Carlton School Board approves SOD plans
It's been two months since the Carlton School Board discovered - via a letter from the state - that the district had not been keeping up with plans to get out of statutory operating debt (SOD). Since then board members have been scrambling, explaining and apologizing to citizens while working with a new superintendent to figure out what went wrong.
At a meeting Thursday, Aug. 5, the board approved a series of documents to be mailed to the Minnesota Department of Education that clearly demonstrate they and Superintendent Peter Haapala now understand what went wrong, and which detailed three different plans for getting out of debt.
Plan A outlines the district's future IF voters approve a $1,100 operating levy in November. Plan B explains steps the board and district will take should the referendum fail. Plan B-1 goes even further, making even more cuts based on a scenario that shows no operating levy plus a subsequent drop in student enrollment.
Unlike the meetings earlier this summer, when the small gym at Carlton High School was packed with community members and media, not a single outside person attended the Aug. 5 meeting. Board members Ryan Schmidt and Mike Soderstrom also weren't at the meeting: Schmidt was out of town and Soderstrom hasn't attended a board meeting since sometime in May.
"I think people have realized what's going on, the situation we're in," Haapala said Friday morning. "The board has to deal with the reality of the situation."
That reality? The Carlton School District has been in SOD seven of the last eight years. In addition, the district hasn't had a state-approved SOD plan since 2007. (Board members claimed they were never told by former Superintendent Scott Hoch that the previous plan had not been approved.)
Because of the district's inability to resolve its debt issues in a timely manner, the state essentially drew a line in the sand earlier this summer, giving the district a deadline for submitting not one, but four SOD plans. MDE must approve Plans A, B and B-1 by Aug. 31 (the district must submit the plans three weeks in advance of that date). Plan C - which is supposed to tell the state at what point the district will begin the process of dissolving itself or consolidating with another school district, and specifics about where the students would go if all other efforts fail - isn't due until December.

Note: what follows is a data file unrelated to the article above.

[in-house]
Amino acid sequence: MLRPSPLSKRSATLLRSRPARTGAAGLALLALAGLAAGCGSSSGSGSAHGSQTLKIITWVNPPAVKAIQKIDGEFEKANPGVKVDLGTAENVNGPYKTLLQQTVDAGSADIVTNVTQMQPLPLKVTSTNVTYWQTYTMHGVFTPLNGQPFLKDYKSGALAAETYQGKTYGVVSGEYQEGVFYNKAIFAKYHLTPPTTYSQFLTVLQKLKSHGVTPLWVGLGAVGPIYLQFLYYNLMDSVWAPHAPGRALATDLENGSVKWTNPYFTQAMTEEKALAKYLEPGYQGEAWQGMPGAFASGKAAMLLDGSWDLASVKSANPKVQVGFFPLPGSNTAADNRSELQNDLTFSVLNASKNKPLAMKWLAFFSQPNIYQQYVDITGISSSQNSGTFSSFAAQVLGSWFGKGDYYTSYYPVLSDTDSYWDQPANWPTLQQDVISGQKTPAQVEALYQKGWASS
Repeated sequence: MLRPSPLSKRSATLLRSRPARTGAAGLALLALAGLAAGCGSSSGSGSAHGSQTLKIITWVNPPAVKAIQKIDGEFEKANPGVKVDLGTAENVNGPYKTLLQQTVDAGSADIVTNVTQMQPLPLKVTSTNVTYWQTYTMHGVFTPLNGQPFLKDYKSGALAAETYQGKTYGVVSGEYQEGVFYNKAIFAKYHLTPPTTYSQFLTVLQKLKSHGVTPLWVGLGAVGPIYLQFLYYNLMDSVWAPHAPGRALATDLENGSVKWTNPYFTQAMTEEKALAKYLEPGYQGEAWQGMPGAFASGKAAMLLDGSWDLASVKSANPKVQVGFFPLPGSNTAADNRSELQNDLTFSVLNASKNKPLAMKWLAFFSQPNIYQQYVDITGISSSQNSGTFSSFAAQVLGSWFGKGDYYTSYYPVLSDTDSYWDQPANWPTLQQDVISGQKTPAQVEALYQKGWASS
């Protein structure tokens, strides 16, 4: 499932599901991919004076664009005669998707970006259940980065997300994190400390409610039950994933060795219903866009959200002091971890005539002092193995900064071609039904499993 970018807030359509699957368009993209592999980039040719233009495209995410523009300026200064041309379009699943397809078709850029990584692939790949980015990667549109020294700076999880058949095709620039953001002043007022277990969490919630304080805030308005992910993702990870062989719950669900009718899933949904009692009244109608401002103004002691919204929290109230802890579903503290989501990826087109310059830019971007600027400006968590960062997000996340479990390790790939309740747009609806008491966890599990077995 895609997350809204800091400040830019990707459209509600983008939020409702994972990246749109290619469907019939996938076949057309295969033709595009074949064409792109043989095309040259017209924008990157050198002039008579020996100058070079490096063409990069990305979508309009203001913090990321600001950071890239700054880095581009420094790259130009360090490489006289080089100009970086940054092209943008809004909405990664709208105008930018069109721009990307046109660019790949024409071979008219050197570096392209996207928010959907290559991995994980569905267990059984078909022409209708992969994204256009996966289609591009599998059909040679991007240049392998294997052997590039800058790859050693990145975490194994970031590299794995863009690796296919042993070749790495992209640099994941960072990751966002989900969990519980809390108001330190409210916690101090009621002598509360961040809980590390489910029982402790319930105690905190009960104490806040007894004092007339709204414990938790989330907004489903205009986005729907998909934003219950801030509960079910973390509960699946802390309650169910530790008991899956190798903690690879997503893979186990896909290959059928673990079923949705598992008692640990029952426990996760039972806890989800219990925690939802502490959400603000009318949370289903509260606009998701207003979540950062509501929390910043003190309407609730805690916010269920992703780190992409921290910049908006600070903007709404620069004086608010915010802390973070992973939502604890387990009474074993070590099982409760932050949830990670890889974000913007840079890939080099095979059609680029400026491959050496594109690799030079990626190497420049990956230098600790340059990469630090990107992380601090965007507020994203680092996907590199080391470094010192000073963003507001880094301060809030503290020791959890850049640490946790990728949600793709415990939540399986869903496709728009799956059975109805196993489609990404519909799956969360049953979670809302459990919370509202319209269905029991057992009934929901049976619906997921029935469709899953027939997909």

While all of the plans include some spending reductions, Plans B and B-1 make relatively dramatic cuts in the 2011-12 school year, because both those plans assume zero excess levy. (The current excess levy expires in 2011.)
Plan B, for example, would eliminate all extra-curricular activities, including 24 different sports teams for boys and girls, 19 clubs and organizations and eight different arts activities, including speech, pep band and the school play. High school band would be cut in half and fifth-grade band would be eliminated. Under Plan B, one administrative position also would be eliminated and vocational education would go to half time, along with several other measures.
"We have to get the referendum message out," Haapala said, "and let voters know what their choices are."
In April, a two-part referendum ballot - with the first question asking voters to support a seven-year extension of the current operating referendum and a second question requesting support for an additional operating referendum that would increase the amount of money available per student unit from $500 to $850 - failed by a narrow margin.
Now the district is planning to ask voters to approve an excess levy in the amount of $1,100 per student. According to district calculations, that amounts to an increase in property taxes on a $100,000 home of approximately $163 per year. On a home assessed at $250,000 the annual increase would be closer to $406 dollars.
One selling point for the referendum is the fact that, should the worst happen and the district's school children be sent to a neighboring school district, voters would have to pay that district's school taxes and excess levy amounts. Additionally, taxpayers in the Carlton School District would be responsible for payment of any remaining indebtedness over a five-year period.
Currently, on a $100,000 home, taxpayers in Barnum pay $504, Esko $417, Cloquet $403, Wrenshall $354, while Carlton taxpayers pay $252. If the referendum passes in November, the Carlton resident would then pay approximately $415 in total school taxes on a $100,000 home.
At its July 19 board meeting when the board first revealed the $1,100 figure, board chair Randy Schmitz told audience members the excess levy number was high enough, although the district would still have to make some cuts the next year to build up a healthy fund balance and stay out of SOD in the future.
"Actually, taxpayers have been getting by probably for many years not paying the appropriate amount," said Schmitz.
Haapala said the district mailed a hard copy of the SOD plans and supporting documents to Minnesota Education Commissioner Alice Seagren Friday, Aug. 6.
In other recent actions, the Carlton School Board:
+ Hired Renee Eiffler as district business manager, to start Aug. 17. Eiffler was most recently the business manager for the East Central School District in Sandstone. Since the district's previous business manager J. Roy resigned effective June 4, the board has been contracting with Cindy Olson of the Arrowhead Regional Computing Consortium, which advises school districts on finance and technology.
+ Approved Tracy Bockbrader to act as interim activities director. Bockbrader teaches physical science, chemistry and physics at Carlton and was the NHS advisor and Student Council advisor last year. Haapala said the district is interviewing permanent candidates for the position this coming week.